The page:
I’m sitting again in a derelict parking lot off the interstate as I await the arrival of a nondescript truck pulling a white trailer, wondering whether the late night run last year with my husband or this solitary dreary raining afternoon is better. I imagine the outcome depends on whether this package of bees survives the winter or I’m sitting in this same neglected parking lot again next year. I definitely do not believe that all three-pound packages of bees are exchanged under circumstances that would inspire a horror novel or criminal charges for possession with the intent to distribute, but, thus far, I have experienced no other exchange.
Looking around the parking lot, the mood is different from last year; the cold rain prevents the mingling of beekeepers who had congregated in groups under light poles to share stories and strategies and words of wisdom. Even if no one is gathered together, the beekeepers are still easy to identify as they pull into parking spaces and remain in their parked cars, occasionally rolling down windows to confirm the accuracy of the location as they drive past. Just like bees, beekeepers are averse to cold rain, each of us content to warm herself in the comfort of her own hive, sipping away at something sweet. Then in a sudden whirl of white, the trailer is parked, and beekeepers emerge from their cars to stand in line as they patiently pick up this year’s dreams.
I have really missed the hubbub of activity in the corner of the yard, so the pleasant droning of the bees was such a treat to hear again (the cats liked it too). Although I would never inspect a hive on a cold, rainy day like today, installing the bees can be a different matter. I had planned to wait until the rain let up, but this week’s weather forecast is beyond bizarre; we decided to quickly install the bees rather than let them wait for the capricious Kansas weather.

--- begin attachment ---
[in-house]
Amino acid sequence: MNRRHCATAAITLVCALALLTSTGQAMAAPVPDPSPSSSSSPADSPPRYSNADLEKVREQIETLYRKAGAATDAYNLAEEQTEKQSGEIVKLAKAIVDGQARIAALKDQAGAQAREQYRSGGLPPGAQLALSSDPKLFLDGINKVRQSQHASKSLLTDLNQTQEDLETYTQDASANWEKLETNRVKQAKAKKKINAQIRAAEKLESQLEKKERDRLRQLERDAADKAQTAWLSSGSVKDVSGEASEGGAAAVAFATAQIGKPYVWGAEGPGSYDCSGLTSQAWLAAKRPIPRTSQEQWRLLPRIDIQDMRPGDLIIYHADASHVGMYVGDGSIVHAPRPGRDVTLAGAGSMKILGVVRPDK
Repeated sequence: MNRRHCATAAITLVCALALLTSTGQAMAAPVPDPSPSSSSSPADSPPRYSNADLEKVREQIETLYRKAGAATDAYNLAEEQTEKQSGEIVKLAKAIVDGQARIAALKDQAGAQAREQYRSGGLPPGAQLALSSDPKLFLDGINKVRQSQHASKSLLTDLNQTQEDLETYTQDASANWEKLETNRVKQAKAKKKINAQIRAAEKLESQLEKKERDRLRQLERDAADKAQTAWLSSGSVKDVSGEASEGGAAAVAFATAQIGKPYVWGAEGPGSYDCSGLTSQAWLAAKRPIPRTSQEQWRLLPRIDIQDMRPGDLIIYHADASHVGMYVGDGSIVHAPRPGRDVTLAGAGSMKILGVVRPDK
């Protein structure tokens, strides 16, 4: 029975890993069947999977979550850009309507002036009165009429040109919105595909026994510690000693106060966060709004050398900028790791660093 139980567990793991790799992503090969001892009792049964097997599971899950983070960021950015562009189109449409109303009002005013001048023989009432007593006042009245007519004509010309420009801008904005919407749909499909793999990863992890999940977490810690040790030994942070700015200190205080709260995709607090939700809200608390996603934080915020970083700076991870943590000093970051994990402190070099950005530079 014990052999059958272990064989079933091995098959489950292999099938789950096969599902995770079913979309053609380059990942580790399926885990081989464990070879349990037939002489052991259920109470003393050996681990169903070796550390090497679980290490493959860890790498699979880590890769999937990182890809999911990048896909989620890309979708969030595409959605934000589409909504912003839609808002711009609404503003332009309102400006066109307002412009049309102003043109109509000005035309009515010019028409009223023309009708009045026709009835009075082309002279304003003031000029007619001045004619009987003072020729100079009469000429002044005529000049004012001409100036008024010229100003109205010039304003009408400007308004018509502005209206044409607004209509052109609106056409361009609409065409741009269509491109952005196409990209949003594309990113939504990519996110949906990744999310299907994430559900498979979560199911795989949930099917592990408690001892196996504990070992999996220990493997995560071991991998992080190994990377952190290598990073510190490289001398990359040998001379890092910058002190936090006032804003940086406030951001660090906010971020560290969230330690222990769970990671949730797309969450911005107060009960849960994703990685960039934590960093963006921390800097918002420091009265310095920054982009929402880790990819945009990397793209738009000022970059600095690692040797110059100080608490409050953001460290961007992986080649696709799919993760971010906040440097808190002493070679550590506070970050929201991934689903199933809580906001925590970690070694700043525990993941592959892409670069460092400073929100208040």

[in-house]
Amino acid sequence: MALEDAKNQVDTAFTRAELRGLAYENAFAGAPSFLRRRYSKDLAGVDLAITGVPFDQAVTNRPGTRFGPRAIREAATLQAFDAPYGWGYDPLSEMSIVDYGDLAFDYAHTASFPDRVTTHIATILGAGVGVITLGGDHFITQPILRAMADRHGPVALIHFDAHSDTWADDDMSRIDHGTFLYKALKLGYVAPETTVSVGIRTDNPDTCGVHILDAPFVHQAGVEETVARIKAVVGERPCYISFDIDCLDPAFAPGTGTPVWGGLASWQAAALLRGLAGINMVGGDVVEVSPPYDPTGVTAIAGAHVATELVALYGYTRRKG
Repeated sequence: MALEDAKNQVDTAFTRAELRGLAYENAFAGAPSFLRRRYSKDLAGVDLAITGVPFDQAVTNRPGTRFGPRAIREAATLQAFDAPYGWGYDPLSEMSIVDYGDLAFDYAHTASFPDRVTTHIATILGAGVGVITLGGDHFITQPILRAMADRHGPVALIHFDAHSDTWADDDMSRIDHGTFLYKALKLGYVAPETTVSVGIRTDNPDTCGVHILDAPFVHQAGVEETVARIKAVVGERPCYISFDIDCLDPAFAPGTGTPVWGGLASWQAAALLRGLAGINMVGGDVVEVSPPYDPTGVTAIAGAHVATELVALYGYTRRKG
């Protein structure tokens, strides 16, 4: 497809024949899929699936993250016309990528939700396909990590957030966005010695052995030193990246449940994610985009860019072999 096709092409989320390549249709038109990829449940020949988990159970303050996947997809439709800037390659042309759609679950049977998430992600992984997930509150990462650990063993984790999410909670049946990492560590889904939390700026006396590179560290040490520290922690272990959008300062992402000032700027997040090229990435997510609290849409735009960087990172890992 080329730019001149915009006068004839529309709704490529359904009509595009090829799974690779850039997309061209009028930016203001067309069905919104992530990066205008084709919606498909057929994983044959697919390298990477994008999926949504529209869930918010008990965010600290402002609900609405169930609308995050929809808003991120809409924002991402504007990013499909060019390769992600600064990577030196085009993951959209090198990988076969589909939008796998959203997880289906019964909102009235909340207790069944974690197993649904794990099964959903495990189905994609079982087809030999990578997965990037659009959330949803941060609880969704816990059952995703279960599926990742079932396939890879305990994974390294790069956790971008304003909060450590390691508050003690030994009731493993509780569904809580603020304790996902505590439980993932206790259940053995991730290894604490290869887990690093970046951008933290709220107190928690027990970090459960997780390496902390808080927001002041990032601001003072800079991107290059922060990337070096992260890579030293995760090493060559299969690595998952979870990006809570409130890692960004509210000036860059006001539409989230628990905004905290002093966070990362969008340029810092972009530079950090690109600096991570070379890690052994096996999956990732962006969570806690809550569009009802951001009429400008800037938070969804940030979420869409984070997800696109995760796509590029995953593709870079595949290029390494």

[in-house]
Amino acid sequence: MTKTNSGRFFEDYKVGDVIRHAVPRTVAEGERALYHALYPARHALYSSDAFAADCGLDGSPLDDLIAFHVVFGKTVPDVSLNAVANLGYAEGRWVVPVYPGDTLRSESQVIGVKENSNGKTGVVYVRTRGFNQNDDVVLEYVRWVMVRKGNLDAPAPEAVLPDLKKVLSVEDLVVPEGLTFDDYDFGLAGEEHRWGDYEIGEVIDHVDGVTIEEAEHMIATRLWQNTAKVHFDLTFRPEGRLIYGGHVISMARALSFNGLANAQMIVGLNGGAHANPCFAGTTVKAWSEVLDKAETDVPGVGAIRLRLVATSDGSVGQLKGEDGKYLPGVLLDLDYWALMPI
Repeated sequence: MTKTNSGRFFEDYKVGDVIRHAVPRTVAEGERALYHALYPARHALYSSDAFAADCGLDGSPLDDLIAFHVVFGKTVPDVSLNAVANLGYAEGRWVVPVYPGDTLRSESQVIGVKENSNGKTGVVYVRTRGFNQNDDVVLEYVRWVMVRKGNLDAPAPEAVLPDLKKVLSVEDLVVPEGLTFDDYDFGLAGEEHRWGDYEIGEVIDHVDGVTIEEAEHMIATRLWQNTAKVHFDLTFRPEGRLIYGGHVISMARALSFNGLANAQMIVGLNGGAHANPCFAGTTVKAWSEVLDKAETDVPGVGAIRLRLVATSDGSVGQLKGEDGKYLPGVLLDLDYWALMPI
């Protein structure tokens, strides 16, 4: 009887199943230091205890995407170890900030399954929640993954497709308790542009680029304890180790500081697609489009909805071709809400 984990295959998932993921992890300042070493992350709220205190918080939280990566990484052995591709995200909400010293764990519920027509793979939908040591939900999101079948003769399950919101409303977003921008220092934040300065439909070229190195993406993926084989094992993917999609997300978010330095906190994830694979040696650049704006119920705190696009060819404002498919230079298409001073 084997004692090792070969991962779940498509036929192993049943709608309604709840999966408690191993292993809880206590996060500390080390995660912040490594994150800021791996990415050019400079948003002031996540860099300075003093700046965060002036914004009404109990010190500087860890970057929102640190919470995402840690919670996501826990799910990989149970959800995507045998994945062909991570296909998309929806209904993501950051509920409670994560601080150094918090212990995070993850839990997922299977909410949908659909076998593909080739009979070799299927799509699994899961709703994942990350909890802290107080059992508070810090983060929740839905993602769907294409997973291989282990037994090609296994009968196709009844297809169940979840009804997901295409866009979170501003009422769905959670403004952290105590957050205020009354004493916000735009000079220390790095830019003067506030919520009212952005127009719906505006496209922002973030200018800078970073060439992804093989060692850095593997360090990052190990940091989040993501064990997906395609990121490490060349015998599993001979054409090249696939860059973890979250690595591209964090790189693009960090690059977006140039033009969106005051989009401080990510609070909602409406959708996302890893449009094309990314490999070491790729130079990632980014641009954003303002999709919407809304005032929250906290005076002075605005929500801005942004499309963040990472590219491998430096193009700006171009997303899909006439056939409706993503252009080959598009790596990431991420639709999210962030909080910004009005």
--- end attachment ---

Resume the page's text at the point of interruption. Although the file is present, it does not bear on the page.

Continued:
Except, of course, nothing is ever simple.
The hive with its drawn comb that we had carefully disassembled and stored earlier this winter to prevent wax moths laying eggs in the comb and destroying it… had wax-moth larvae in the comb. I’m not sure whether the wax moths had laid eggs while the hive was weak and unable to defend itself or they wormed their way in while we had stored the comb in the garage. Either way, they had a little party in the comb. Jerks.
Wax moths are pests that sneak into the hive at night if the sentinel bees do not adequately do their job. The adult moths will lay their eggs and depart before dawn. The larvae then eat their way through the comb, leaving behind fluffy debris and slimy poop and wrecking everything in their paths. Infestations can wipe out a hive, but luckily we caught the damage before it became too extensive.
When storing your drawn comb, the only sure fire way to prevent a wax moth larvae infestation is by keeping the comb in a freezer. We don’t exactly have much real estate in our freezer, so this isn’t really a feasible option for long-term storage of surplus comb. Instead, we scraped out the comb that was damaged (happily displacing some angry looking larvae) and put the undamaged and least damaged comb in the first brood box. From there, we will freeze the remaining combs in rotated batches, and hopefully this year’s hive will be strong enough not only to survive the year, but also to kick some serious tush. After all, I don’t want to have to explain to a police officer why I’m loitering in a parking lot at some bizarre hour next year. So, my bees have to kick some tush this year. Just not my tush.